For years, military tutelage of the government has not hesitated to use judicial elements as a crutch or as a direct instrument of intervening in the political system. Elected politicians gave a clear answer to military intervention in the 2007 presidential election process, causing it to enter a period of regression. The judiciary was quick to fill this gap in a way that complemented the military's level of intelligence and morality. One of the best examples of this was the "367 plot" of the Constitutional Court (AYM), which entailed a quorum of 367 members of Parliament to elect the president during the 2007 presidential election.
Even though the 2010 Constitutional Referendum significantly disrupted Kemalist influence in the judiciary, it was unable to lead to normalization in the full sense of the word, as the Gülen Movement's parallel structure used such cases as the Kurdistan Communities Union (KCK), Sledgehammer and Ergenekon as a weapon against elected politicians, emerging as a new influential body. After the parallel structure's attempts of intervention failed on Feb. 7, 2012, when the Head of National Intelligence Organization (MİT) Hakan Fidan was interrogated by the court as a part of the KCK case, it led a banzai charge with the Dec.17 and Dec. 25 operations, going down in records as a tragic example of attempts at tutelage. Politics managed to ward off these attacks successfully, but a neo-tutelary system began appearing in the AYM with a reincarnation.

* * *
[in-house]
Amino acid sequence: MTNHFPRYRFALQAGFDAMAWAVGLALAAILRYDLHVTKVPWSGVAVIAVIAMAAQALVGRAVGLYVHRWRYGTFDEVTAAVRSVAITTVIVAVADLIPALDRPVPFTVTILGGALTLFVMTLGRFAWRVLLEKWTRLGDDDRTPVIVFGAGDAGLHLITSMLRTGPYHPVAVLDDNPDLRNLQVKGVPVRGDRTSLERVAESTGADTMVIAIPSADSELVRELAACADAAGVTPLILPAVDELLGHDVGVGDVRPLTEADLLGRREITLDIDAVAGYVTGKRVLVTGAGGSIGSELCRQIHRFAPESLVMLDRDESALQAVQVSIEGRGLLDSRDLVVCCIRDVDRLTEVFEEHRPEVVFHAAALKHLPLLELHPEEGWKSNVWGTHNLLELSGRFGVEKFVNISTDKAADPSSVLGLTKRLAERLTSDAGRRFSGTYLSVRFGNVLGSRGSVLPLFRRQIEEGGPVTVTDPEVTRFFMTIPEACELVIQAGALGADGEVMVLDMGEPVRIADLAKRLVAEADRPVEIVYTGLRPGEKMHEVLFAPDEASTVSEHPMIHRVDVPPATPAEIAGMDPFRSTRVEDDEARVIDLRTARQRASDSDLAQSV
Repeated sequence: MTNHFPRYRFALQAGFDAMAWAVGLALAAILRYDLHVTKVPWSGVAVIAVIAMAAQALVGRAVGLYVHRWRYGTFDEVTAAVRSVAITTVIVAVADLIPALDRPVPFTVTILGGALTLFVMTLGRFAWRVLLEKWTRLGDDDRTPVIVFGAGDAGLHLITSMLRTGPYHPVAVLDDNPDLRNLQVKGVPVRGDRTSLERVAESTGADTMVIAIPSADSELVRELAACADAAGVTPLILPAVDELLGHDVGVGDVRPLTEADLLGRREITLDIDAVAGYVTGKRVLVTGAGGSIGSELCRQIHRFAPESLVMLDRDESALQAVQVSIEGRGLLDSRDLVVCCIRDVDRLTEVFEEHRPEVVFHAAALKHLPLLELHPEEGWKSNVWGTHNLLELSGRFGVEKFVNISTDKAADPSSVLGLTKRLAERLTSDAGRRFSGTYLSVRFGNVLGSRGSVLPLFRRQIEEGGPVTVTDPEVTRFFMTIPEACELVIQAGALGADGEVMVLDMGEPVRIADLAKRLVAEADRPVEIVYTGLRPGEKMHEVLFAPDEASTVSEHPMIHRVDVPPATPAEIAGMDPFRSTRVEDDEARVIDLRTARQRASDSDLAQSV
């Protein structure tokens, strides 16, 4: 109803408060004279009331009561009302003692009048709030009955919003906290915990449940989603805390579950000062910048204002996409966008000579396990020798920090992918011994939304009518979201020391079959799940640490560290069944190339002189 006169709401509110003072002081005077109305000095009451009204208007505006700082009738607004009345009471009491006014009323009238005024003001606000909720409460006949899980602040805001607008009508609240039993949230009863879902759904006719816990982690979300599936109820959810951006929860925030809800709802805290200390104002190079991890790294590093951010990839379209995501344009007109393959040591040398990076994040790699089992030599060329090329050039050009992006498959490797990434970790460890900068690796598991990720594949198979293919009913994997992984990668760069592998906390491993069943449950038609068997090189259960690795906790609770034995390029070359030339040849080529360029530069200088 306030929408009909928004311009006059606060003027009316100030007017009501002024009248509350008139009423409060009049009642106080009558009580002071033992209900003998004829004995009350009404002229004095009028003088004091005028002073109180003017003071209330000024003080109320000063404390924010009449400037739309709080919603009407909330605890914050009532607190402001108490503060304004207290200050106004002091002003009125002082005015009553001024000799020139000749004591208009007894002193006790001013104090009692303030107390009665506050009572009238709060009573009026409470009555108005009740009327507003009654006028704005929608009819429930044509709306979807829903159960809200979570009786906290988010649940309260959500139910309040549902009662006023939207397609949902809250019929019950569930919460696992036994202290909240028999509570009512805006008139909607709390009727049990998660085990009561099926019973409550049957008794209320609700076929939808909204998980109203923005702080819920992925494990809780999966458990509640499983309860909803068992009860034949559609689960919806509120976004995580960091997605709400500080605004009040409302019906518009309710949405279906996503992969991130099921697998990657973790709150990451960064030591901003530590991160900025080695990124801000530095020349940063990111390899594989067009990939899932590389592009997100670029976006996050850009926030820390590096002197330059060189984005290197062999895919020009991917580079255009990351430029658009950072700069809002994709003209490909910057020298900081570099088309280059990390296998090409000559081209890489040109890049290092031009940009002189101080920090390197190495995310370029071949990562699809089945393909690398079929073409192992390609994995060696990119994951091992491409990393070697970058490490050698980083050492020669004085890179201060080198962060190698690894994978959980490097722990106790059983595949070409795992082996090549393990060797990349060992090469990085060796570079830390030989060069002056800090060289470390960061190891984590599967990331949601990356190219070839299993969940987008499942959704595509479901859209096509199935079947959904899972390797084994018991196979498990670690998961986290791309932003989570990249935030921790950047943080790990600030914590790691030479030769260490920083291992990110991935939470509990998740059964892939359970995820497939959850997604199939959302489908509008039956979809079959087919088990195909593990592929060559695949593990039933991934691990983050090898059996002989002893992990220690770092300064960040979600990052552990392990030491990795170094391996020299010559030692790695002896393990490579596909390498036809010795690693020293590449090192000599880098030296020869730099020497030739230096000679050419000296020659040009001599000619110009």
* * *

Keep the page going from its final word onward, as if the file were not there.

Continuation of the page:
Now, we are faced with the speculation of a new tutelary attempt. The AYM announced that it has begun dealing with a violation notice, which it "coincidentally" chose from among 30,000 files. This is more about giving clues to what its verdict will be, rather than informing the press. There is no other explanation for the suggestions that the verdict, which has been taken to the agenda in an undue manner, will be put into force as soon as it is issued. It is obvious that this announcement is proclaimed in the same relaxed manner as was seen when former Supreme Court of Appeals prosecutors Sabih Kanadoğlu and Abdurrahman Yalçınkaya sued closure cases against the ruling Justice and Development Party (AK Party) in 2002 and 2008, respectively, despite receiving almost half of the vote in the 2002 general elections. It seems that they ignored the outcomes of this verdict. The main motivation behind the existence of the AYM and judicial tutelary system stems from this ground that caused them to mistake independency for irresponsibility while making decisions.